In view of this, the legal and logical consequence which can be reasonably drawn from the definition of `works contract' would be, that if there is a dispute between the contracting parties for any reason relating to works contract which include execution of any work, relating to construction, repair or maintenance of any building or super-structure, dam, weir, canal, reservoir, tank, lake, road, well, bridge, culvert, factory, workshop, power house, transformers or such other works of the State Government or Public Undertaking including an agreement for the supply of goods or material and all other matters relating to the execution of any of the said works, the same would fall within the ambit of the definition of `works contract' and hence all disputes pertaining or arising out of execution of the works contract will have to be referred to the M.P. State Arbitration Tribunal as envisaged under Section 7 of the Act of 1983.

Hence, in addition to the reasons assigned in the judgment and order of learned Brother Justice Ganguly, disputes arising out of execution of works contract has to be referred to the M.P. State Arbitration Tribunal and not under the Arbitration and Conciliation Act, 1996.

6.     But in so far as the instant matter is concerned, the facts disclose that the appellant M.P. Rural Road Development Authority cancelled the works contract itself which was executed in favour of the respondent. In that event, the works contract between the parties was not in existence at all which would operate as a statutory mandate for reference of the dispute to the M.P. State Arbitration Tribunal.

7.     It is no doubt true that if the matter were before an Arbitrator appointed under the Arbitration and Conciliation Act, 1996 for adjudication of any dispute including the question regarding the justification and legality as to whether the cancellation of works contract was legal or illegal, then the said Arbitrator in view of the ratio of the judgment of the Supreme Court in Maharshi Dayanand University & Anr. Vs. Anand Co-op L(C) Society, 2007 (5) SCC 295, as also in view of the persuasive reasoning assigned in the judgment and order reported in Heyman & Anr. Vs. Darwins, Limited, 1942 (1) All E.R. 337 would have had the jurisdiction to adjudicate the dispute regarding the justification and legality of cancellation of works contract also. But the same cannot be allowed to be raised under the M.P. Act of 1983 since the definition of `works contract' unambiguously lays down in explicit terms as to what is the nature and scope of `works contract' and further enumerates the specific nature of disputes arising out of the execution of works contract which would come within the definition of a `works contract'.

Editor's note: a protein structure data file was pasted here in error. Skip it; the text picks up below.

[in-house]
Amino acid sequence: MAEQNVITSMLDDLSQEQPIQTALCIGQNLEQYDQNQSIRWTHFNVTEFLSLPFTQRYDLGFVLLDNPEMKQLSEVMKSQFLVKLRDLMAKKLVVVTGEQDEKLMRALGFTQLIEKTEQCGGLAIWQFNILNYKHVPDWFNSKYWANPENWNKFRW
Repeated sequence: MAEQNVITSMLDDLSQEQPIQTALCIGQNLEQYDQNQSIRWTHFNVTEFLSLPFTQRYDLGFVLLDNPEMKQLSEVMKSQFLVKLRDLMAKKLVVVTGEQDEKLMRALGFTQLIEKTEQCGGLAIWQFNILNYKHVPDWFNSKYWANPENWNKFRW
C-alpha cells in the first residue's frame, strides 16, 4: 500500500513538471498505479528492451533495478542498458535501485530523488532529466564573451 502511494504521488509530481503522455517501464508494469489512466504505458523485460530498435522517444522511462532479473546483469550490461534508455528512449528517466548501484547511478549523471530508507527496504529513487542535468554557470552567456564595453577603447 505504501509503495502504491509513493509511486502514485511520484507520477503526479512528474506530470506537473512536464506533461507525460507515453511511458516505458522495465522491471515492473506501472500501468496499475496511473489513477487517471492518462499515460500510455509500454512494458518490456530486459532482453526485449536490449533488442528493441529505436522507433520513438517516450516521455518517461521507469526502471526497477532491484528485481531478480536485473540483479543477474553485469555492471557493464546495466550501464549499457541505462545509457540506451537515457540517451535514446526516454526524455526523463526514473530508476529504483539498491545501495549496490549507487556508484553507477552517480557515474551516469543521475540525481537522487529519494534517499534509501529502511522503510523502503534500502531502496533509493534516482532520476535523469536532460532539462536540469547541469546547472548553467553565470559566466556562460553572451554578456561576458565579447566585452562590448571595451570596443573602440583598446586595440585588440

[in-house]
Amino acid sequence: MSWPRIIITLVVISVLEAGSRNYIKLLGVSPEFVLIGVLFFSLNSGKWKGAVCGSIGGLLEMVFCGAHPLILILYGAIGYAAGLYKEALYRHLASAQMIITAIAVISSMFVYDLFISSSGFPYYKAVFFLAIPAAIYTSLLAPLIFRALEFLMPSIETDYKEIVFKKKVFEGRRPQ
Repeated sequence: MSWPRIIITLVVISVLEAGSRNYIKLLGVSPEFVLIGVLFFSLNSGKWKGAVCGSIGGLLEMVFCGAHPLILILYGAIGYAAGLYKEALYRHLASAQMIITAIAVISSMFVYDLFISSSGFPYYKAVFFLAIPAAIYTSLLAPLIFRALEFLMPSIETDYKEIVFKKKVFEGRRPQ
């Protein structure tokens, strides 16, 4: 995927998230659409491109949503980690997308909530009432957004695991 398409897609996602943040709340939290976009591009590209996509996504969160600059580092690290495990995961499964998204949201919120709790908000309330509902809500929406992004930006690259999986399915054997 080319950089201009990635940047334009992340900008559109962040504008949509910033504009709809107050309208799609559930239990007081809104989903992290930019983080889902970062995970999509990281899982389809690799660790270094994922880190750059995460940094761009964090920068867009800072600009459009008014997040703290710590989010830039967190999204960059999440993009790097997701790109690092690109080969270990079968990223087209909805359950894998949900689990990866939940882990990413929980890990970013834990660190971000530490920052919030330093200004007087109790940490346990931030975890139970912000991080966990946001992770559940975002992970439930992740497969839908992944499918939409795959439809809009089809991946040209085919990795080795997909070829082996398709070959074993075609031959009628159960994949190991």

8.     However, the same does not even vaguely include the issue or dispute arising out of cancellation and termination of contract due to which this question, in my considered opinion, would not fall within the jurisdiction of M.P. State Arbitration Tribunal so as to be referred for adjudication arising out of its termination.

As already stated, fall out certainly would be otherwise if the matter were to be adjudicated by an Arbitrator appointed under the Arbitration and Conciliation Act, 1996 and that would be in view of the ratio of the decisions of the Supreme Court referred to hereinbefore which has held it permissible for the Arbitrator to adjudicate even the dispute arising out of cancellation or termination of an agreement or contract.

This however, cannot be allowed to broaden or expand the ambit and scope of the M.P. Act of 1983 where the State Legislature has passed a specific legislation in respect of certain specified types of arbitration determining as to what are the nature of disputes to be referred to the M.P. State Arbitration Tribunal and that specifically permits the reference of dispute arising out of execution of contract but clearly leaves out any dispute arising out of termination, cancellation or repudiation of `works contract'.

In order to clarify the point further, what needs to be emphasized is that if the nature of dispute referred to the Arbitrator like the instant matter, related to a dispute pertaining to construction, repair, maintenance of any building super-structure, dam or for the reasons stated within the definition of `works contract', the matter may be referred to the M.P. Tribunal in view of the fact that if there is a dispute in relation to execution of a works contract, then irrespective of the fact whether the agreement contains an arbitration clause or not, the dispute is required to be referred to the M.P. State Arbitration Tribunal for adjudication.